Event hosts and other panelists watch as Hindu Arcita Dasa speaks during his initial 15 minute segment of the beginng of the discussion on Tuesday, Nov. 2 in the LAC English Lounge.
Event hosts and other panelists watch as Hindu Arcita Dasa speaks during his initial 15 minute segment of the beginning of the discussion on Tuesday, Nov. 2 in the LAC English Lounge.

Story and photo
By Brandon Richardson
Managing Editor
@_Brandon_E

An atheist, a Hindu, a pagan and a Native American spiritual follower walk into the English Lounge at the LAC and have a level-headed discussion about their beliefs.

While not a good joke, this was the scene during the 14th annual Spirituality Panel, hosted by the Pagan Club on Tuesday, Dec. 2. More than 60 students attended the panel, which consisted of four speakers: Hindu Arcita Dasa, atheist Robert Richert, Druid Vance Shaw and Native American spiritualist Adrian Novotny.

Adrian Urias, 25, a philosophy major, said, “There is a religious intolerance and people are literally dying and here we are, at a liberal arts college, openly discussing these things. We need to exercise the freedom to get together and talk about these things and not kill each other.”

Each member of the panel was allowed 15 minutes to introduce their belief system, followed by an hour of questions from the audience.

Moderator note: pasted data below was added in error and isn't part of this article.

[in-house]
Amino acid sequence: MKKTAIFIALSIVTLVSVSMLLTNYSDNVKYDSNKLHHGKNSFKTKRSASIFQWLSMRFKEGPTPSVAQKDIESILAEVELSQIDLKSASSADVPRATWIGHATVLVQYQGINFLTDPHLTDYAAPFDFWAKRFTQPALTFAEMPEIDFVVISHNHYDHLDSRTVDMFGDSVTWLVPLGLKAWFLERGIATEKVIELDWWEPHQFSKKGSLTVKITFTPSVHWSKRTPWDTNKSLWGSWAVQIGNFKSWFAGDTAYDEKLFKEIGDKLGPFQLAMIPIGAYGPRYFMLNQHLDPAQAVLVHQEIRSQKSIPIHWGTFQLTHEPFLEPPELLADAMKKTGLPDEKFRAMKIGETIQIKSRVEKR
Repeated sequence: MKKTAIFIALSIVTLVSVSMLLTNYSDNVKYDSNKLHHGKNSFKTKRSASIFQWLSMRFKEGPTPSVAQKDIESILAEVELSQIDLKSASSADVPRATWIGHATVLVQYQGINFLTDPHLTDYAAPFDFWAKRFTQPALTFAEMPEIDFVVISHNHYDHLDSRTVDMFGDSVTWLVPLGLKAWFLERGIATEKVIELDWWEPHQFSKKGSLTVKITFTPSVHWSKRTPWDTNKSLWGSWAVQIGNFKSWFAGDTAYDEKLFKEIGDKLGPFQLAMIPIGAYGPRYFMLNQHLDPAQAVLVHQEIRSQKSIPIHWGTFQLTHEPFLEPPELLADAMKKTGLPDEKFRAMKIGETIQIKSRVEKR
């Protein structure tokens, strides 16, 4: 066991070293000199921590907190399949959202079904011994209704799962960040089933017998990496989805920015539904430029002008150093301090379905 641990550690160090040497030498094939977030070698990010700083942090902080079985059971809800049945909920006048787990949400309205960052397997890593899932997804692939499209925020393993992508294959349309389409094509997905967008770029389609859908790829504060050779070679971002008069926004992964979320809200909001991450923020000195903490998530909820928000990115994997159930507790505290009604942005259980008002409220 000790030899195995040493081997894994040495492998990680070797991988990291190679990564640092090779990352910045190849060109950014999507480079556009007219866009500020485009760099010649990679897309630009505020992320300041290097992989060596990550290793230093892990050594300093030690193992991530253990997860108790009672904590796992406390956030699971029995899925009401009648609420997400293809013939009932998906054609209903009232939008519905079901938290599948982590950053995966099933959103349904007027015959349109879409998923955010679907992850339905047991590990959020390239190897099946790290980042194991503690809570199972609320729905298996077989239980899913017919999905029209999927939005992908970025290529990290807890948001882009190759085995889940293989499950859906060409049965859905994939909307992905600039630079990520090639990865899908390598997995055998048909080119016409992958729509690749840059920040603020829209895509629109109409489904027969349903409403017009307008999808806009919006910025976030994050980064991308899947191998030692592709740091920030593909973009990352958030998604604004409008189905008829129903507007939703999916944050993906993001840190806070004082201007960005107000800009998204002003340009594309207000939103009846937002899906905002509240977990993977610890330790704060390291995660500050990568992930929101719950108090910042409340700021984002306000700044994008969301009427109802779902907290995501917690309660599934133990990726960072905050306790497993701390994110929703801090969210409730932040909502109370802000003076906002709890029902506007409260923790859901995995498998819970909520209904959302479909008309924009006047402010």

Dasa was first to speak and focused largely on the idea of karma. He said, “We have a saying in English, ‘What goes around comes around.’ This is a succinct form, or explanation of karma. Therefore, it behooves us to be very, very careful how we act.”

Novotny followed and spoke mostly about how highly Native Americans hold nature. He said, “Native spirituality consists of the recognition that nature is the source of all power and it is. When we live in the city, we give up a lot. What Natives say we give up what’s most important to us, and is a sin, a crime, a shame, is our connection to the Earth itself.”

Novotny concluded his time by singing a traditional Lakota healing song accompanied by a single drum.

Richert spoke next about how his beliefs exist without the existence of a higher power. He said, “Without a belief in god and the supernatural, it affirms our ability and responsibility to lead ethical lives of personal fulfillment that aspire to the greater good of humanity. I reject faith as a pathway to knowledge. We should believe because we have good evidence to believe, not because it makes us feel good.”

He used the last of his time to recite a poem that he had written, which ended with the final couplet: “I don’t believe in gods, be they Christian, Muslim or Jew. Instead, I truly do believe in you.”

Shaw was the last to speak and focused on life after death and echoed Novotny’s views of nature. He said, “We believe that for every person or animal life continues. But if that isn’t true, that’s OK, because once you’re dead, your consciousness isn’t around anyways, so what difference does it make whether your soul continues or not? There’s no distinction between the spirit and the material world, it’s basically one.

The event was organized by Pagan Club Vice President Grecia Pizano, 20, who said, “I was thinking, ‘Oh, 60 that sounds like a lot, we’re lucky if 60 people even show up.’ That’s me not knowing how popular this event is. But we had a great turnout.”

More information regarding the panel or the Pagan Club may be obtained by emailing Novotny at anovotny@lbcc.edu.